Flywheels have been employed for decades as an exotic power source in satellites costing hundreds of millions of dollars, but now a Chatsworth company is making them viable closer to earth.

The $45,000 high-tech flywheel power systems manufactured by Pentadyne Power Corp. provide 20 seconds of critical power in the event a main power supply fails a window of time that allows back-up generators to start up and take over. It's a feature being demanded by technology-based companies that must be sure their power supply never goes down even for a moment.

The seven-year old company had less than $1 million in sales last year, after finally refining its technology. But it expects to more than double that this year and hit $15 million next year after landing several big deals.

"Generators don't come on instantaneously, but our system does," said Craig Kitchen, Pentadyne's new chief executive. "The factory never sees a brownout. That is our biggest selling point."

Pentadyne is under contract with Galena, Ill.-based Savanna Depot Technologies Corp. for as many as 800 units that would be installed in 400 decommissioned ammunition bunkers it is transforming into data centers. The first 40 units were purchased for $1.6 million.

The use of flywheels essentially spinning discs is actually an ancient technology that archaeologists say date back to ancient Egypt, where they were used in drills for massive building projects.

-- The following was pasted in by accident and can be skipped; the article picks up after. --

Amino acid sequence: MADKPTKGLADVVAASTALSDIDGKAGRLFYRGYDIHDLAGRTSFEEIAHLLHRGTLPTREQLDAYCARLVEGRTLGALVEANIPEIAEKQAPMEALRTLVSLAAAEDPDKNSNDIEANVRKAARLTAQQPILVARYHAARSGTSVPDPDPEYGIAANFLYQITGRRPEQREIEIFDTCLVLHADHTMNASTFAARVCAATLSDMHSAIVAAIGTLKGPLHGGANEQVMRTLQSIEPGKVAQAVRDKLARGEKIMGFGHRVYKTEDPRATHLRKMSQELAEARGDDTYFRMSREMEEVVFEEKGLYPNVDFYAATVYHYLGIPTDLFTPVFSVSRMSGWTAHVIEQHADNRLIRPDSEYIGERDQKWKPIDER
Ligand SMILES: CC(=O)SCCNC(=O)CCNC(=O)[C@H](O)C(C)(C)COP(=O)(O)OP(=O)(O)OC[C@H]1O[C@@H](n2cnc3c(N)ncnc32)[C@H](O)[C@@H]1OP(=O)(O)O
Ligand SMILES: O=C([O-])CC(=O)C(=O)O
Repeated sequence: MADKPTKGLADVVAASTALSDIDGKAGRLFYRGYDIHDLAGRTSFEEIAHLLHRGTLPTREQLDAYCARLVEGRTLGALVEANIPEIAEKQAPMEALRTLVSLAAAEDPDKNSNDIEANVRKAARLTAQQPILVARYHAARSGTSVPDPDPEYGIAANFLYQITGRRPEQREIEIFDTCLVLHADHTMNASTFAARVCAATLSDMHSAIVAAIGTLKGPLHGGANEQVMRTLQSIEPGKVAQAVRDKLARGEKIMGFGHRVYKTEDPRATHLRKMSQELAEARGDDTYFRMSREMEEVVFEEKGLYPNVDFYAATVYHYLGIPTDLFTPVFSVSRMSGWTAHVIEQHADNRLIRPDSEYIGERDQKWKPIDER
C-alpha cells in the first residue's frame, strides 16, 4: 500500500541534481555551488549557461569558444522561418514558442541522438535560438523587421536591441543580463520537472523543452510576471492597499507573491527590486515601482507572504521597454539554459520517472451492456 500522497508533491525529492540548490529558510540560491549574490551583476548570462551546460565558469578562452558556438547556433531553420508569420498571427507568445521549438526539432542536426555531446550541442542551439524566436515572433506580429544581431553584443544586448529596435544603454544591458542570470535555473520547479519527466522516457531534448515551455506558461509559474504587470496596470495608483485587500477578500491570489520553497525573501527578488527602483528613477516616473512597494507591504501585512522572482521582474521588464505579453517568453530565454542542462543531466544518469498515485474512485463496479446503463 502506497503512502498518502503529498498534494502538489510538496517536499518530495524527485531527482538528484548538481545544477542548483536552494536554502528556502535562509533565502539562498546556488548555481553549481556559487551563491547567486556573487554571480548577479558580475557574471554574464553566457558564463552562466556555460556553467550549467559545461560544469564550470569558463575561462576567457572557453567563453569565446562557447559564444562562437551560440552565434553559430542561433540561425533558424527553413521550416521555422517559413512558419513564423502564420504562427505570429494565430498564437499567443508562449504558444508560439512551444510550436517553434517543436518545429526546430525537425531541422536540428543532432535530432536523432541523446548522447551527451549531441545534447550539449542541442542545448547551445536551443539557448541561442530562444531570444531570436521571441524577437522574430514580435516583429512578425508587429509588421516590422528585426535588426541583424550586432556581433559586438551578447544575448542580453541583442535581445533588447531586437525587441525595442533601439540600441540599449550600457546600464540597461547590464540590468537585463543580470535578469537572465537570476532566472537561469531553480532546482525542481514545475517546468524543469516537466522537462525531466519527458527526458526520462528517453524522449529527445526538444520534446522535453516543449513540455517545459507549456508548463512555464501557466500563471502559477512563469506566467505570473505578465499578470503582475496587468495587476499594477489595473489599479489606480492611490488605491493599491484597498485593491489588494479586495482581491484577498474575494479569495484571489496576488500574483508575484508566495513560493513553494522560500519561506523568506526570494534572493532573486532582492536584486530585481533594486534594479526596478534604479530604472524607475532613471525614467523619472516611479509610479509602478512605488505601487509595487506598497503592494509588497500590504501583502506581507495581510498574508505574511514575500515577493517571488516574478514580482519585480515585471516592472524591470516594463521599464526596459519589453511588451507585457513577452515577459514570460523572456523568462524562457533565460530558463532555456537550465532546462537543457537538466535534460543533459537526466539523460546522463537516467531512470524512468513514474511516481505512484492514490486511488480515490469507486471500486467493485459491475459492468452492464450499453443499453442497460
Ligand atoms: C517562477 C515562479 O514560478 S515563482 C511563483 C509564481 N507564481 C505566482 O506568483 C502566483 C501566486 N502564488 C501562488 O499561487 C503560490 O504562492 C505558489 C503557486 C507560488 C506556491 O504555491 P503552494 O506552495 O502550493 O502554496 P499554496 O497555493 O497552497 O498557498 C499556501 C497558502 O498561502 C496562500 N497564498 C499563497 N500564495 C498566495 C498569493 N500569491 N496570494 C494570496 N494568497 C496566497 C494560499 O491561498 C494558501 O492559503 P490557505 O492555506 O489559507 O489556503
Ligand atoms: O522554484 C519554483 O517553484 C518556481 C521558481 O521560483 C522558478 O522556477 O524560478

The wheels require energy to get started and keep going, but the spinning wheel also stores excess power in the form of kinetic energy that can be quickly discharged when needed (as the wheel slows) but quickly recharged once outside power is restored.

Traditional flywheels can lose energy and break down through the friction created by the spinning wheel, but the flywheels developed by Pentadyne minimize that problem two ways: they are made of light-weight carbon fiber and are electromagnetically suspended, meaning they don't touch anything as they spin at 54,000 revolutions per minute (several times faster than a Formula 1 race car engine).

"It's starting to prove itself to be reliable, but it's still a relatively young (technology) because of the new lightweight materials being used," said Bill Van Amburg, senior vice president of Calstart, a non-profit consortium that supports advanced technology.

Boom and bust
Pentadyne's roots stem from the mid-1990s when Woodland Hills-based Rosen Motors, run by venture capitalist Ben Rosen, also founder of Compaq Computer Corp., and his engineer brother Harold developed the flywheel for hybrid cars.


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